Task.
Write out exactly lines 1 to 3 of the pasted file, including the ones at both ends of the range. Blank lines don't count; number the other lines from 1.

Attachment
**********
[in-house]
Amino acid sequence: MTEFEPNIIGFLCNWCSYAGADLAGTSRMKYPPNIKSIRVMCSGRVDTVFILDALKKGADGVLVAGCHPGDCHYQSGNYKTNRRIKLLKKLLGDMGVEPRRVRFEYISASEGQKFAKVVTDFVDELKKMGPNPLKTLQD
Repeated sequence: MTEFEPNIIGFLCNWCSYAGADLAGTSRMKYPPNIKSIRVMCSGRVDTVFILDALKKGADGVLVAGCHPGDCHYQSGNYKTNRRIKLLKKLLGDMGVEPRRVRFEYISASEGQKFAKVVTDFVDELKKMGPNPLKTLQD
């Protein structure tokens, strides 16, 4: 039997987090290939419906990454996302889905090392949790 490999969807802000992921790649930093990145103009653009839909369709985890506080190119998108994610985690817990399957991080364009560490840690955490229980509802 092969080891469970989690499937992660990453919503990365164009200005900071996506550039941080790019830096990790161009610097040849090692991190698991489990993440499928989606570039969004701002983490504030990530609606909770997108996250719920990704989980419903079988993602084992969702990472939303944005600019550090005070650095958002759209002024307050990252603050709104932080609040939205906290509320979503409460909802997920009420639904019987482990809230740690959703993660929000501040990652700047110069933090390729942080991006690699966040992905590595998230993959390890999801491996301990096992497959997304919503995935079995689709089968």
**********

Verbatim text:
[in-house]
Amino acid sequence: MTEFEPNIIGFLCNWCSYAGADLAGTSRMKYPPNIKSIRVMCSGRVDTVFILDALKKGADGVLVAGCHPGDCHYQSGNYKTNRRIKLLKKLLGDMGVEPRRVRFEYISASEGQKFAKVVTDFVDELKKMGPNPLKTLQD
Repeated sequence: MTEFEPNIIGFLCNWCSYAGADLAGTSRMKYPPNIKSIRVMCSGRVDTVFILDALKKGADGVLVAGCHPGDCHYQSGNYKTNRRIKLLKKLLGDMGVEPRRVRFEYISASEGQKFAKVVTDFVDELKKMGPNPLKTLQD